- They work hard physically. Like the others on this list, the centenarians in Nicoya have worked physically hard their whole lives.
- They regularly get sunshine. The centenarians in Nicoya receive sensible amounts of sunshine, which helps their bodies to produce vitamin D. This can help avoid bone fractures and osteoporosis.
- They have a common heritage. Many of the centenarians in Nicoya have a common Chorotega Indian heritage which has a traditional corn and bean diet and is low in stress.
Interesting features and findings: They drink goat’s milk, they nap regularly, they occasionally fast for religious reasons
Ikaria is a rocky Greek island near the west coast of Turkey. It has 3x the number of healthy people over 90 compared to the rest of Greece, with equal numbers of healthy males and females (usually women outnumber men 4:1 in developing countries at these ages).
Ikarians basically eat a Mediterranean diet with lots of vegetables, greens, olive oil, beans, fruit, low amounts of meat and diary and a moderate amount of alcohol. They also drink herbal teas including rosemary and oregano.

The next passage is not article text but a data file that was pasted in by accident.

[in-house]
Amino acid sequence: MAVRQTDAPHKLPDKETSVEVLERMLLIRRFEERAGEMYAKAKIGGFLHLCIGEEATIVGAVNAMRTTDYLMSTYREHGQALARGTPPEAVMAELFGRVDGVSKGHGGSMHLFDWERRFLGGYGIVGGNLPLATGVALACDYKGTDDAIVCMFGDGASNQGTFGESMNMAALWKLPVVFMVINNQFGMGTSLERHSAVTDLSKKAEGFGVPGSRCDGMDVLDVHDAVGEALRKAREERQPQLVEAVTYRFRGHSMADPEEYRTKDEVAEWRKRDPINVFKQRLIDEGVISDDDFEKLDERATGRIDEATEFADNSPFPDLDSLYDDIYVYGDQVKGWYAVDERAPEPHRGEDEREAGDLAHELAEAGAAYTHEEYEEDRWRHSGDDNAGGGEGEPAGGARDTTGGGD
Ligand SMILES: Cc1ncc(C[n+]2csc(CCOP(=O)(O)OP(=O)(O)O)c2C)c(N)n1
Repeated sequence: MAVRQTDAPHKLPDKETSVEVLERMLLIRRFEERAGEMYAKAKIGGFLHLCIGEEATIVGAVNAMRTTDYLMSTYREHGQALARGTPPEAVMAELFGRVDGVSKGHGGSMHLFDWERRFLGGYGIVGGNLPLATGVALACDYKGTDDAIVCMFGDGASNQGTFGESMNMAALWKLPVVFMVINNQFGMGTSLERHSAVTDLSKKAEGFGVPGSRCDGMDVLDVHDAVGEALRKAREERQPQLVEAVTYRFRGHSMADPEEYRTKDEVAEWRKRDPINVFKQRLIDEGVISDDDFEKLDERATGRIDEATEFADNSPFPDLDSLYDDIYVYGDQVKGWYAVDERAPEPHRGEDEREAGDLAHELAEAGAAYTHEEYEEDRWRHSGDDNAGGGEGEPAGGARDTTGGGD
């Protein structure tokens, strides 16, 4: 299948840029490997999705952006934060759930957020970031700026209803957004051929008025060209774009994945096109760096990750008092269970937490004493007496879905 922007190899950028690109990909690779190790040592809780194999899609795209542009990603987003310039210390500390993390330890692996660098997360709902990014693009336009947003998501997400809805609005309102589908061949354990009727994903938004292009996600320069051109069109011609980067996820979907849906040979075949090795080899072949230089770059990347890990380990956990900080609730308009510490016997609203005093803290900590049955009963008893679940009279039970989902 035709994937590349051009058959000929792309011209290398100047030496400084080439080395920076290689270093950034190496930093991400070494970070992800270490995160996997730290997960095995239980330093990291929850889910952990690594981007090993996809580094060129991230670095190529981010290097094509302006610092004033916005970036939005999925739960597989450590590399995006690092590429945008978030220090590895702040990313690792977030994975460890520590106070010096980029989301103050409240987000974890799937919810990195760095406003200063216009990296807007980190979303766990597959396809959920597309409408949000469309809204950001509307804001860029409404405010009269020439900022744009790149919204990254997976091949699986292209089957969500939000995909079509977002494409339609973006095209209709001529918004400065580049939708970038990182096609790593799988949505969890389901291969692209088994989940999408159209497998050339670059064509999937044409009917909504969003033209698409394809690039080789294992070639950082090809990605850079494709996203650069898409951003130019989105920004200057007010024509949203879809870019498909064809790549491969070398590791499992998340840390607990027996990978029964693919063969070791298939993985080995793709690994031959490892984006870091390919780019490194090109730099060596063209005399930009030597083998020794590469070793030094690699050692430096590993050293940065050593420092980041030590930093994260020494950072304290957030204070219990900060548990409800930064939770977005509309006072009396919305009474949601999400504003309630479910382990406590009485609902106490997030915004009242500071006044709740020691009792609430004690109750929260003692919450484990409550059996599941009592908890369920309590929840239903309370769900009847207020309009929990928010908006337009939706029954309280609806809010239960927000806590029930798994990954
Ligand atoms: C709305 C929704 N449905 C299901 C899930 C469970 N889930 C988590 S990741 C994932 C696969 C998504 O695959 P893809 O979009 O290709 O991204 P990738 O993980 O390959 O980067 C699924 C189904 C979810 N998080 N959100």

Like many of the blue zones, Ikaria has a strong sense of community, and the residents here exercise by walking and gardening.
The longevity lessons from Ikaria include:
- Drink goat’s milk. Those in the Ikaria blue zone drink plenty of goat’s milk, which has calcium, potassium and tryptophan, a stress-reducing hormone.
- They exercised effortlessly. Ikaria is a mountainous area, so the residents of its blue zone get a good workout just gardening or walking to a friend’s house.
- Eat a mediterranean-style diet. Mediterranean diets include lots of olive oil, fruits and vegetables.
- Drink herbal tea. Ikarians drink rosemary, oregano and sage teas which act as diuretics and can help to regulate blood pressure.
- They nap regularly. According to Blue Zones, those who nap regularly have a 35% lower chance of dying from heart disease.
- Infrequent fasting. Ikarians regularly cut calories for religious reasons, which may have a number of health benefits.
- Make family and friends a priority. Ikarians regularly visit friends and family and have strong networks, which can benefit longevity and health.
What do these long living people have in common?
Buettner and the researchers studying blue zones boiled down the lessons from each culture into 9 common habits: